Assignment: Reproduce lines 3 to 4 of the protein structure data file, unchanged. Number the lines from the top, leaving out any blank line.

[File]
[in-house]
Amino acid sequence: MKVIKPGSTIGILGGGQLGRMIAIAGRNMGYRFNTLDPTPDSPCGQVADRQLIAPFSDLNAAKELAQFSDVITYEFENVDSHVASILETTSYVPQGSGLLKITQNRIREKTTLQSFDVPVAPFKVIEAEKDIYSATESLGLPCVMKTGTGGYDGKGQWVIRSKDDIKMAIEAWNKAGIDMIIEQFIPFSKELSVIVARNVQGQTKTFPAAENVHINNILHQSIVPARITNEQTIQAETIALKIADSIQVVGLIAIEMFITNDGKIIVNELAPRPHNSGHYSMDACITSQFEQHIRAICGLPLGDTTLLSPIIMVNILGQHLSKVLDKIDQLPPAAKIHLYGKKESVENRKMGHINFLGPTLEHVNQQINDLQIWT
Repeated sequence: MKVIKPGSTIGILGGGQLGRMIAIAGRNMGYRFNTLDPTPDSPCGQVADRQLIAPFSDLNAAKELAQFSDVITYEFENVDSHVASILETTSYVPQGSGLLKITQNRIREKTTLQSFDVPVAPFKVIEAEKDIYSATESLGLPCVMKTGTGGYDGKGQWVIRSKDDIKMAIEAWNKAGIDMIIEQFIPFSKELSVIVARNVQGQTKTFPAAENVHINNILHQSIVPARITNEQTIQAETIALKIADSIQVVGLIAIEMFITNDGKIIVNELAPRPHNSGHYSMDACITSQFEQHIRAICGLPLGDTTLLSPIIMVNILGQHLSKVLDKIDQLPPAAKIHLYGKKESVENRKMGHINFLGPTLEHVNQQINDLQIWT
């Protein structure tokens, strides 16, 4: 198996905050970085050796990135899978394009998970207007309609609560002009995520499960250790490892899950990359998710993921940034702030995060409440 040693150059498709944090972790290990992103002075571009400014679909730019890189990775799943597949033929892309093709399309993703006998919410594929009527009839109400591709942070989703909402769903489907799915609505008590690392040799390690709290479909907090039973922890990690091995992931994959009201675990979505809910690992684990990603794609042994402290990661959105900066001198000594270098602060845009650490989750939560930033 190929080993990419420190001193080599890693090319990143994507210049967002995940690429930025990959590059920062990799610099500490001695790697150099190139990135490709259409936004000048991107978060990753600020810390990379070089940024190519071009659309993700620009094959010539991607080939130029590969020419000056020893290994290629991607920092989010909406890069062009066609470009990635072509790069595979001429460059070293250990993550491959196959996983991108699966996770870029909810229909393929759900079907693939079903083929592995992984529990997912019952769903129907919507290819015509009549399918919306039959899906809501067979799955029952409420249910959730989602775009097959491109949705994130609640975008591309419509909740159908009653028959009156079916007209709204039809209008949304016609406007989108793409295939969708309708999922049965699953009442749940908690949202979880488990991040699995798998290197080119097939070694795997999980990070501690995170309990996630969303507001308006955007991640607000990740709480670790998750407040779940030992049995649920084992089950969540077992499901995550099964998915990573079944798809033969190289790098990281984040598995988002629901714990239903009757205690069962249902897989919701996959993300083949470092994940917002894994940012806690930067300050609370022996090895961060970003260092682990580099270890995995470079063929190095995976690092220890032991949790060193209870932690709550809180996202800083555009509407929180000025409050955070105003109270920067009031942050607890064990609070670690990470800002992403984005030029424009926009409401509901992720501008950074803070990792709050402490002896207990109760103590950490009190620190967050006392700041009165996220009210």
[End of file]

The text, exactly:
Repeated sequence: MKVIKPGSTIGILGGGQLGRMIAIAGRNMGYRFNTLDPTPDSPCGQVADRQLIAPFSDLNAAKELAQFSDVITYEFENVDSHVASILETTSYVPQGSGLLKITQNRIREKTTLQSFDVPVAPFKVIEAEKDIYSATESLGLPCVMKTGTGGYDGKGQWVIRSKDDIKMAIEAWNKAGIDMIIEQFIPFSKELSVIVARNVQGQTKTFPAAENVHINNILHQSIVPARITNEQTIQAETIALKIADSIQVVGLIAIEMFITNDGKIIVNELAPRPHNSGHYSMDACITSQFEQHIRAICGLPLGDTTLLSPIIMVNILGQHLSKVLDKIDQLPPAAKIHLYGKKESVENRKMGHINFLGPTLEHVNQQINDLQIWT
């Protein structure tokens, strides 16, 4: 198996905050970085050796990135899978394009998970207007309609609560002009995520499960250790490892899950990359998710993921940034702030995060409440 040693150059498709944090972790290990992103002075571009400014679909730019890189990775799943597949033929892309093709399309993703006998919410594929009527009839109400591709942070989703909402769903489907799915609505008590690392040799390690709290479909907090039973922890990690091995992931994959009201675990979505809910690992684990990603794609042994402290990661959105900066001198000594270098602060845009650490989750939560930033 190929080993990419420190001193080599890693090319990143994507210049967002995940690429930025990959590059920062990799610099500490001695790697150099190139990135490709259409936004000048991107978060990753600020810390990379070089940024190519071009659309993700620009094959010539991607080939130029590969020419000056020893290994290629991607920092989010909406890069062009066609470009990635072509790069595979001429460059070293250990993550491959196959996983991108699966996770870029909810229909393929759900079907693939079903083929592995992984529990997912019952769903129907919507290819015509009549399918919306039959899906809501067979799955029952409420249910959730989602775009097959491109949705994130609640975008591309419509909740159908009653028959009156079916007209709204039809209008949304016609406007989108793409295939969708309708999922049965699953009442749940908690949202979880488990991040699995798998290197080119097939070694795997999980990070501690995170309990996630969303507001308006955007991640607000990740709480670790998750407040779940030992049995649920084992089950969540077992499901995550099964998915990573079944798809033969190289790098990281984040598995988002629901714990239903009757205690069962249902897989919701996959993300083949470092994940917002894994940012806690930067300050609370022996090895961060970003260092682990580099270890995995470079063929190095995976690092220890032991949790060193209870932690709550809180996202800083555009509407929180000025409050955070105003109270920067009031942050607890064990609070670690990470800002992403984005030029424009926009409401509901992720501008950074803070990792709050402490002896207990109760103590950490009190620190967050006392700041009165996220009210």